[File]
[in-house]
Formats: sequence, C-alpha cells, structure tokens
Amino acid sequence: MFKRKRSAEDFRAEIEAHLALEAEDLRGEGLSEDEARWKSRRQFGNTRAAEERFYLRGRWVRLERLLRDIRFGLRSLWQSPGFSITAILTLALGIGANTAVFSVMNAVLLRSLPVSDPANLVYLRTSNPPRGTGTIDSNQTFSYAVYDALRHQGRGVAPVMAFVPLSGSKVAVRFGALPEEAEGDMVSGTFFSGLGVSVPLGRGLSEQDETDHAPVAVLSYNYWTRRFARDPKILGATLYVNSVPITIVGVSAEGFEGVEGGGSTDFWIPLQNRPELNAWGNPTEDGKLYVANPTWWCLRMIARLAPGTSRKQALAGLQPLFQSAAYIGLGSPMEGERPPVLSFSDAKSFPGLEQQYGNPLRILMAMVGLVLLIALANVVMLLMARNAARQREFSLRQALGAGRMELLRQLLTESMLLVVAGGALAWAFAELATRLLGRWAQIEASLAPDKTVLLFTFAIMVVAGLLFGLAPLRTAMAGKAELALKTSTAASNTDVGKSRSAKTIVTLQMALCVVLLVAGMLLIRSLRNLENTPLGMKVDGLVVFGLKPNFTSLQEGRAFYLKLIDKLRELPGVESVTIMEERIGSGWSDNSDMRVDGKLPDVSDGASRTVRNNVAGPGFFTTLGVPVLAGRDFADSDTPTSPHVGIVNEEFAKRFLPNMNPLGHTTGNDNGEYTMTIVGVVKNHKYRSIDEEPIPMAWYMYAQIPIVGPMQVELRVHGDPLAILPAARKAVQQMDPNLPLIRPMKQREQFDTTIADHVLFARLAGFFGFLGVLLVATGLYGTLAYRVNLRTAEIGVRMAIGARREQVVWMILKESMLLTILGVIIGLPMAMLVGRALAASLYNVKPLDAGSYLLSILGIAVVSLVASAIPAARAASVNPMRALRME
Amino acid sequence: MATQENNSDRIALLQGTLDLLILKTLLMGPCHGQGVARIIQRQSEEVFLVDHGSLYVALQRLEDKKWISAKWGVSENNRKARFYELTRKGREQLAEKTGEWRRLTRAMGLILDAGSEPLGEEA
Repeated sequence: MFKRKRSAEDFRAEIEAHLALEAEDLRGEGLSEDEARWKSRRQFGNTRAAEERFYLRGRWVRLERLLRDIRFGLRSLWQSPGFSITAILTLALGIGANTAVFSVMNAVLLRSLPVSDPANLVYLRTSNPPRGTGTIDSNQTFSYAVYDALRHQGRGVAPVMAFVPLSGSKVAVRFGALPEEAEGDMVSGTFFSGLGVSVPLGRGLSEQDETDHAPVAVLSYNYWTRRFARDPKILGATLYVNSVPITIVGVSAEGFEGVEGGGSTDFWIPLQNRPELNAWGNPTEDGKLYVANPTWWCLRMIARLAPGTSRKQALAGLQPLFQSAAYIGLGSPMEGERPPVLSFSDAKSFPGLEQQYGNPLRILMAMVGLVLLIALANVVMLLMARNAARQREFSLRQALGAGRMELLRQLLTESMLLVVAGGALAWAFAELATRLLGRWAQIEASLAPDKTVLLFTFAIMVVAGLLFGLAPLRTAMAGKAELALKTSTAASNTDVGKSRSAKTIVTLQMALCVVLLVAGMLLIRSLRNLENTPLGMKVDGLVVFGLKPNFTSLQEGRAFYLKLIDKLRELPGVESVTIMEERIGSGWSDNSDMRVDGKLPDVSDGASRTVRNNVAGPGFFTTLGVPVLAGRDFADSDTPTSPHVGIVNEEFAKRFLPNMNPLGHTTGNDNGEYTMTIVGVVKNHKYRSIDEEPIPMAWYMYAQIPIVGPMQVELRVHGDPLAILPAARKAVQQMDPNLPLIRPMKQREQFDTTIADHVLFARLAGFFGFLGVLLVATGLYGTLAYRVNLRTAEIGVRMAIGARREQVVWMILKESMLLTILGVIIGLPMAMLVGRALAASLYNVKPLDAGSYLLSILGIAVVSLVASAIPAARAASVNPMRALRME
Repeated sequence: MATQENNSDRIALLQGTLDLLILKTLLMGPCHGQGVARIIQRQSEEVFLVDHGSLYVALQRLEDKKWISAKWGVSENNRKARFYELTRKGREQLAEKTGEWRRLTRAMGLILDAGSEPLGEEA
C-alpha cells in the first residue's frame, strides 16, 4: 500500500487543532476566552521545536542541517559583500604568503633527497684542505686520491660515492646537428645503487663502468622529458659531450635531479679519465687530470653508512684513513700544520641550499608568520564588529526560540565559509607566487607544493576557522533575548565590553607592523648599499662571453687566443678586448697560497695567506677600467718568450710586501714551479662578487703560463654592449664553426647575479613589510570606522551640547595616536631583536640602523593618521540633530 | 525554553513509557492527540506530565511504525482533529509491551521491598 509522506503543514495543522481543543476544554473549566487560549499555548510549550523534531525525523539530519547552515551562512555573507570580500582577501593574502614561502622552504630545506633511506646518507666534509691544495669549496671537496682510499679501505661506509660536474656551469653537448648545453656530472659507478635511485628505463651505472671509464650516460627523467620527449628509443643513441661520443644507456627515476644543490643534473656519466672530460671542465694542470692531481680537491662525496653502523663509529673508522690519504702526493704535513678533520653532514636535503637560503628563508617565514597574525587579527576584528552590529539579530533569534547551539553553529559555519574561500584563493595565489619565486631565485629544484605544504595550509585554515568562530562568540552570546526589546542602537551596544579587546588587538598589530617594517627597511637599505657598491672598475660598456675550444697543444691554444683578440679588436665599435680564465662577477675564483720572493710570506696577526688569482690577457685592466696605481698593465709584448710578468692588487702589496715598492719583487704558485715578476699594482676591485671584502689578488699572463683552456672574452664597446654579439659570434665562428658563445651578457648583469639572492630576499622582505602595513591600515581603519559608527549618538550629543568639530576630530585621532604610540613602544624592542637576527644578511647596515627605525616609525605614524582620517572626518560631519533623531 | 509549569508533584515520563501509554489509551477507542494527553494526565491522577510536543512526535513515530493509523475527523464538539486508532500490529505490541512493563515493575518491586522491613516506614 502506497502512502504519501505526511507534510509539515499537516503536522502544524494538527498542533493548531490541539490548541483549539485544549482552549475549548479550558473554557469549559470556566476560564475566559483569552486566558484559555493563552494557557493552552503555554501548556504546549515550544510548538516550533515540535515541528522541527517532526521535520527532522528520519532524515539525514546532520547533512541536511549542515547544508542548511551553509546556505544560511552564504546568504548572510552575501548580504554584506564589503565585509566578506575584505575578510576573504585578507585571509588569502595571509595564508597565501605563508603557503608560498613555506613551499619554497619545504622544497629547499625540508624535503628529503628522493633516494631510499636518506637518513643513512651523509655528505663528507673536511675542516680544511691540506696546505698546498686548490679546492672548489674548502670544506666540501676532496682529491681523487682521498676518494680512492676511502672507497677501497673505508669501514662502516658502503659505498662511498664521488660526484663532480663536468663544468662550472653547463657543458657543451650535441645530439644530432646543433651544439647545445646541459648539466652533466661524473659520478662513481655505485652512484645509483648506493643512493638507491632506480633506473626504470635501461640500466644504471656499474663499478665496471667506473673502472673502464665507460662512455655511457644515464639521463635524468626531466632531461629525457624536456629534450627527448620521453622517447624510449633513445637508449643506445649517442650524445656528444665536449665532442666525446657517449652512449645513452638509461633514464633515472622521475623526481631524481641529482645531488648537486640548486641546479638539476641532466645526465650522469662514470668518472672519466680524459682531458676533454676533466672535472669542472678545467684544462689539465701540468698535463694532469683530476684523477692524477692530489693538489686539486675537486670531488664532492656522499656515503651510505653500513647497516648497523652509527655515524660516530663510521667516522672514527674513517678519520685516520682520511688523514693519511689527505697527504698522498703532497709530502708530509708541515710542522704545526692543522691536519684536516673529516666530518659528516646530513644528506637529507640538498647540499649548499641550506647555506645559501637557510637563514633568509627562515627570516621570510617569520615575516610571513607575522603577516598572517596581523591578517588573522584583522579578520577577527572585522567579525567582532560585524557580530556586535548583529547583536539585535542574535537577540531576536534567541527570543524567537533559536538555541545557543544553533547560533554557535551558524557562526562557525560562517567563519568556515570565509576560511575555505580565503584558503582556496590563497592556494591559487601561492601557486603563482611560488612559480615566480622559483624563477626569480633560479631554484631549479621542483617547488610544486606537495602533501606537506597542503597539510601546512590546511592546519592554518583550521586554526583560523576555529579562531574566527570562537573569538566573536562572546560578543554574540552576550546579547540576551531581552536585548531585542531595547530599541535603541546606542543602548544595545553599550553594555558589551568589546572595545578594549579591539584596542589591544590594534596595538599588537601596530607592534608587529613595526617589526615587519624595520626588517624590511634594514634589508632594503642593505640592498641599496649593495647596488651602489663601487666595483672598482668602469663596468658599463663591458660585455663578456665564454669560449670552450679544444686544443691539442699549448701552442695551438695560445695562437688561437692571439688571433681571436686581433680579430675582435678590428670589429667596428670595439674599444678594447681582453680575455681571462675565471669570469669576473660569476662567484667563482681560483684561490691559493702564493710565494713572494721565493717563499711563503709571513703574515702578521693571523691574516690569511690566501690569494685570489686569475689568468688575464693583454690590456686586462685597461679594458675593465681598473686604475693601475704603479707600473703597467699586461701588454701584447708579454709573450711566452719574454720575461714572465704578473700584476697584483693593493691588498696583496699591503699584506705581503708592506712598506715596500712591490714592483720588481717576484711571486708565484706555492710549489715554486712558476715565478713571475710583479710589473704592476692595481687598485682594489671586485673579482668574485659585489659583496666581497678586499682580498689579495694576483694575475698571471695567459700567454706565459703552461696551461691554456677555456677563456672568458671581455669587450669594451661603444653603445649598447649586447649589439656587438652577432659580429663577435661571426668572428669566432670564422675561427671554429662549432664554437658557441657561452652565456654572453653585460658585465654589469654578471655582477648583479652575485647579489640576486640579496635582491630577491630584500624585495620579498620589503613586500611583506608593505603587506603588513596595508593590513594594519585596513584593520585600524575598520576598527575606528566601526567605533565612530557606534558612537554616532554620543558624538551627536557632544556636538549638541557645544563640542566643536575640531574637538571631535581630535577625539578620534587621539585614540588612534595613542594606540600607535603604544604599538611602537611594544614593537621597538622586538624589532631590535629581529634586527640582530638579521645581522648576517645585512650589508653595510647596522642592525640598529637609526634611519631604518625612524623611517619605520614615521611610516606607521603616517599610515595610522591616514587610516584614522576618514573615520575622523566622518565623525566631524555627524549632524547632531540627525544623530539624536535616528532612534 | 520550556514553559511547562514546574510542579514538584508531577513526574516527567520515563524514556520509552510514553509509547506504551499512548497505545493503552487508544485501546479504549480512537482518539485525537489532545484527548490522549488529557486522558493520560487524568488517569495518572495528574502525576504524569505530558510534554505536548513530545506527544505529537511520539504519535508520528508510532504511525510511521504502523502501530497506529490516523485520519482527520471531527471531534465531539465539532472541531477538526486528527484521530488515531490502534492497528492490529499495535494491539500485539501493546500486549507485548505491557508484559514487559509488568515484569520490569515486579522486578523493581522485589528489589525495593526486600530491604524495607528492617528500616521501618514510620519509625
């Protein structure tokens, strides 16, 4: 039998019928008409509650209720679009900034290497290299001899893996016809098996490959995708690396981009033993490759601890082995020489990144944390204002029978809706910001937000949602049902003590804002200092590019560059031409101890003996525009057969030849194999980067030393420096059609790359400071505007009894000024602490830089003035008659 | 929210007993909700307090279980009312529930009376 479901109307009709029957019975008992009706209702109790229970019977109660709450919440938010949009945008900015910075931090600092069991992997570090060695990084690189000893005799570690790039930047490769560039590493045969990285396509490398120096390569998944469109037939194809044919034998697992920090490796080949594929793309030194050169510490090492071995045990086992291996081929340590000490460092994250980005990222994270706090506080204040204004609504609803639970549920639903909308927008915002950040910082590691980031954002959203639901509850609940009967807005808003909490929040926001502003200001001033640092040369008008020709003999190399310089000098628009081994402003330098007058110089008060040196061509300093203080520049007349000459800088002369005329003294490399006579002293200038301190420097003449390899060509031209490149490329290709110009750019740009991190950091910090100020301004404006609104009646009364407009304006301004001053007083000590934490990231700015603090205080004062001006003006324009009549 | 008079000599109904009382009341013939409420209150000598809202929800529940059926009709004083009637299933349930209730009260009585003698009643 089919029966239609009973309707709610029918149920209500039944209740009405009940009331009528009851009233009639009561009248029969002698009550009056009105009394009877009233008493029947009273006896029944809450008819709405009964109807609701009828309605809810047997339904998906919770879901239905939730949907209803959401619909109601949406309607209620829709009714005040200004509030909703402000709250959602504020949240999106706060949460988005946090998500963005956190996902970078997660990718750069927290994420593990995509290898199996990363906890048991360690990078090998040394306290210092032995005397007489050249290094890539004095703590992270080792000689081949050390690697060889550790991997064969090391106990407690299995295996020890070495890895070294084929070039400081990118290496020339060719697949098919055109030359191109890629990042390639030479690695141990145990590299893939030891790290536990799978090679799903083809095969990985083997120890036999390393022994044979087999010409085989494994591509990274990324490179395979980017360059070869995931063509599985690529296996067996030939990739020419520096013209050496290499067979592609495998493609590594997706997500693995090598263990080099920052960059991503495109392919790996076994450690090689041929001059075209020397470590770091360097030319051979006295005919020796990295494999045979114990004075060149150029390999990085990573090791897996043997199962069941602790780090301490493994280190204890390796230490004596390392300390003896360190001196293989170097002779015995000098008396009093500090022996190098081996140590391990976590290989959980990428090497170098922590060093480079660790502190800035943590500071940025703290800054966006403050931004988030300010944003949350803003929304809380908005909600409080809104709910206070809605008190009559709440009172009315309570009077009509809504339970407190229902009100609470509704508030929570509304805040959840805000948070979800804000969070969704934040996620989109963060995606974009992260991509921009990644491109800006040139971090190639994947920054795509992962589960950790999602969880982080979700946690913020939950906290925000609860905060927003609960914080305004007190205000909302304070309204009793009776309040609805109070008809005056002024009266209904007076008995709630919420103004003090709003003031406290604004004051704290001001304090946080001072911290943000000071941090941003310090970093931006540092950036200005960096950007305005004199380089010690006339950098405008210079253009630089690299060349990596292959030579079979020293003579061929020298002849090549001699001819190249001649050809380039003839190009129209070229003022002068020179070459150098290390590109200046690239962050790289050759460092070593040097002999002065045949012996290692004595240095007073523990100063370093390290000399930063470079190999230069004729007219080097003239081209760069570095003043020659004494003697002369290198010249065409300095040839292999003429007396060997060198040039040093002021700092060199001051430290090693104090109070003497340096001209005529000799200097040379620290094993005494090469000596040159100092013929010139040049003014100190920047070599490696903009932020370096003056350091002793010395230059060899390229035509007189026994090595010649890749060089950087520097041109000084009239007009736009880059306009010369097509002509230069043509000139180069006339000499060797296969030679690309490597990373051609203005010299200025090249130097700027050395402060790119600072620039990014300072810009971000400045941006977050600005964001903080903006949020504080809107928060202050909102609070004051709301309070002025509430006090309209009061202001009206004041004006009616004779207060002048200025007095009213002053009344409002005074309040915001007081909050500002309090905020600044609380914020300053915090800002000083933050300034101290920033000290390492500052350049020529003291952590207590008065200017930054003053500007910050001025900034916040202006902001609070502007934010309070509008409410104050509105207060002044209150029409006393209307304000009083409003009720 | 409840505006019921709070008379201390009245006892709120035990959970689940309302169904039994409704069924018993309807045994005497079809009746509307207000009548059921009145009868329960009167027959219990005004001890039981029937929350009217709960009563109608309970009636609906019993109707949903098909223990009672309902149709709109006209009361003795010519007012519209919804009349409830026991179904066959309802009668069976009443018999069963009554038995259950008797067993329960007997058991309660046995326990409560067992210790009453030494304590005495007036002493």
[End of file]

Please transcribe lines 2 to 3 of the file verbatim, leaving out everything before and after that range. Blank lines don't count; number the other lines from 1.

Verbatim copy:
Formats: sequence, C-alpha cells, structure tokens
Amino acid sequence: MFKRKRSAEDFRAEIEAHLALEAEDLRGEGLSEDEARWKSRRQFGNTRAAEERFYLRGRWVRLERLLRDIRFGLRSLWQSPGFSITAILTLALGIGANTAVFSVMNAVLLRSLPVSDPANLVYLRTSNPPRGTGTIDSNQTFSYAVYDALRHQGRGVAPVMAFVPLSGSKVAVRFGALPEEAEGDMVSGTFFSGLGVSVPLGRGLSEQDETDHAPVAVLSYNYWTRRFARDPKILGATLYVNSVPITIVGVSAEGFEGVEGGGSTDFWIPLQNRPELNAWGNPTEDGKLYVANPTWWCLRMIARLAPGTSRKQALAGLQPLFQSAAYIGLGSPMEGERPPVLSFSDAKSFPGLEQQYGNPLRILMAMVGLVLLIALANVVMLLMARNAARQREFSLRQALGAGRMELLRQLLTESMLLVVAGGALAWAFAELATRLLGRWAQIEASLAPDKTVLLFTFAIMVVAGLLFGLAPLRTAMAGKAELALKTSTAASNTDVGKSRSAKTIVTLQMALCVVLLVAGMLLIRSLRNLENTPLGMKVDGLVVFGLKPNFTSLQEGRAFYLKLIDKLRELPGVESVTIMEERIGSGWSDNSDMRVDGKLPDVSDGASRTVRNNVAGPGFFTTLGVPVLAGRDFADSDTPTSPHVGIVNEEFAKRFLPNMNPLGHTTGNDNGEYTMTIVGVVKNHKYRSIDEEPIPMAWYMYAQIPIVGPMQVELRVHGDPLAILPAARKAVQQMDPNLPLIRPMKQREQFDTTIADHVLFARLAGFFGFLGVLLVATGLYGTLAYRVNLRTAEIGVRMAIGARREQVVWMILKESMLLTILGVIIGLPMAMLVGRALAASLYNVKPLDAGSYLLSILGIAVVSLVASAIPAARAASVNPMRALRME